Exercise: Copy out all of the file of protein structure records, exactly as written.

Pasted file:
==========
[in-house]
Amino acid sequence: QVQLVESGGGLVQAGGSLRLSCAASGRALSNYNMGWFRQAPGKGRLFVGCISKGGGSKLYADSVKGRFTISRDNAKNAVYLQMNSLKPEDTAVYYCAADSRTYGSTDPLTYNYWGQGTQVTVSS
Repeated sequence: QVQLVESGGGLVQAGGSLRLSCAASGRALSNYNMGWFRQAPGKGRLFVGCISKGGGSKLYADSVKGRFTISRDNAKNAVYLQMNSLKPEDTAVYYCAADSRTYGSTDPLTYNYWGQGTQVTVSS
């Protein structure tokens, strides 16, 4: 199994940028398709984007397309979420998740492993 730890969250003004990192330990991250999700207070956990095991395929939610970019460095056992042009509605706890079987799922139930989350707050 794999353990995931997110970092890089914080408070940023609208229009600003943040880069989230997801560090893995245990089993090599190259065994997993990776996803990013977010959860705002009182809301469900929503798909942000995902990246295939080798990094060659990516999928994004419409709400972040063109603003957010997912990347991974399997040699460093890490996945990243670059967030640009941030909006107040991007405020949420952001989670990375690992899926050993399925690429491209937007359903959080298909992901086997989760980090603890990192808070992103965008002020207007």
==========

[in-house]
Amino acid sequence: QVQLVESGGGLVQAGGSLRLSCAASGRALSNYNMGWFRQAPGKGRLFVGCISKGGGSKLYADSVKGRFTISRDNAKNAVYLQMNSLKPEDTAVYYCAADSRTYGSTDPLTYNYWGQGTQVTVSS
Repeated sequence: QVQLVESGGGLVQAGGSLRLSCAASGRALSNYNMGWFRQAPGKGRLFVGCISKGGGSKLYADSVKGRFTISRDNAKNAVYLQMNSLKPEDTAVYYCAADSRTYGSTDPLTYNYWGQGTQVTVSS
């Protein structure tokens, strides 16, 4: 199994940028398709984007397309979420998740492993 730890969250003004990192330990991250999700207070956990095991395929939610970019460095056992042009509605706890079987799922139930989350707050 794999353990995931997110970092890089914080408070940023609208229009600003943040880069989230997801560090893995245990089993090599190259065994997993990776996803990013977010959860705002009182809301469900929503798909942000995902990246295939080798990094060659990516999928994004419409709400972040063109603003957010997912990347991974399997040699460093890490996945990243670059967030640009941030909006107040991007405020949420952001989670990375690992899926050993399925690429491209937007359903959080298909992901086997989760980090603890990192808070992103965008002020207007």